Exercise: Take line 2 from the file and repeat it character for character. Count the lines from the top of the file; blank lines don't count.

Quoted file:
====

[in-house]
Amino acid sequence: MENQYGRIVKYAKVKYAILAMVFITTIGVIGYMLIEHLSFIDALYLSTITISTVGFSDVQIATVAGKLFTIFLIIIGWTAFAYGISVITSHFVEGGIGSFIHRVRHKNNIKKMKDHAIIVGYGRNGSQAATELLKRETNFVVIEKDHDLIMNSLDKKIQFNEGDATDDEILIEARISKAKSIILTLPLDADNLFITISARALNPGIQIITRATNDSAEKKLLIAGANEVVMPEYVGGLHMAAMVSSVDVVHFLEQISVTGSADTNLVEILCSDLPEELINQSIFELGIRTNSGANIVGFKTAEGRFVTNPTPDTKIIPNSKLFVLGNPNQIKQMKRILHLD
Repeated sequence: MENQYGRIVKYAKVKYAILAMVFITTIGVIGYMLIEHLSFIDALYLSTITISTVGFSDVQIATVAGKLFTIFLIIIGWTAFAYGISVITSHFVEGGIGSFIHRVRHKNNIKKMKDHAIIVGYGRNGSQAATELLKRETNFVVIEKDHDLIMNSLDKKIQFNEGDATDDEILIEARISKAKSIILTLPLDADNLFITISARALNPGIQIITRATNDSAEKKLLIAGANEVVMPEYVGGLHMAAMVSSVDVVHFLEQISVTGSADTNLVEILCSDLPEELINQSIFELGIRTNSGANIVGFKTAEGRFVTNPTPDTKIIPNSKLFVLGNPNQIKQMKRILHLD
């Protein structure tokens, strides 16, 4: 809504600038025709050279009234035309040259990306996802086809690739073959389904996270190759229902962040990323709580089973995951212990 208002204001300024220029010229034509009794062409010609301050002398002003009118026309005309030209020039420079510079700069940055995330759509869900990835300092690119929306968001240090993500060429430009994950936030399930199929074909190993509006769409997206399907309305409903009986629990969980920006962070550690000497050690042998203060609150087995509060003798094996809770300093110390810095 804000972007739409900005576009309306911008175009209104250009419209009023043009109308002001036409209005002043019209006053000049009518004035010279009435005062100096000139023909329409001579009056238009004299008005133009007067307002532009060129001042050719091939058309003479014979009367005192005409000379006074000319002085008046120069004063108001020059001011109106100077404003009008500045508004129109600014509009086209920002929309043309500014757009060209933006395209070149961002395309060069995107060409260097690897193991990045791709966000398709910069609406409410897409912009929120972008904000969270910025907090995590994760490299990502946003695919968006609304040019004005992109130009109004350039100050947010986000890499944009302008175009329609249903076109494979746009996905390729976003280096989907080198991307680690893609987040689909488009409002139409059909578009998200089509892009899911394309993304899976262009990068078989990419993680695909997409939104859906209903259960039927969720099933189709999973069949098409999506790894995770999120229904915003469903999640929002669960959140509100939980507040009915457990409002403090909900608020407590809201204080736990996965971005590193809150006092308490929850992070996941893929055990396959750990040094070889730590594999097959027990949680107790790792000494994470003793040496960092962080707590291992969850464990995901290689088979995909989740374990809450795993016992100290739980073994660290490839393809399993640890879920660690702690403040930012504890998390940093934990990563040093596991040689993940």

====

Amino acid sequence: MENQYGRIVKYAKVKYAILAMVFITTIGVIGYMLIEHLSFIDALYLSTITISTVGFSDVQIATVAGKLFTIFLIIIGWTAFAYGISVITSHFVEGGIGSFIHRVRHKNNIKKMKDHAIIVGYGRNGSQAATELLKRETNFVVIEKDHDLIMNSLDKKIQFNEGDATDDEILIEARISKAKSIILTLPLDADNLFITISARALNPGIQIITRATNDSAEKKLLIAGANEVVMPEYVGGLHMAAMVSSVDVVHFLEQISVTGSADTNLVEILCSDLPEELINQSIFELGIRTNSGANIVGFKTAEGRFVTNPTPDTKIIPNSKLFVLGNPNQIKQMKRILHLD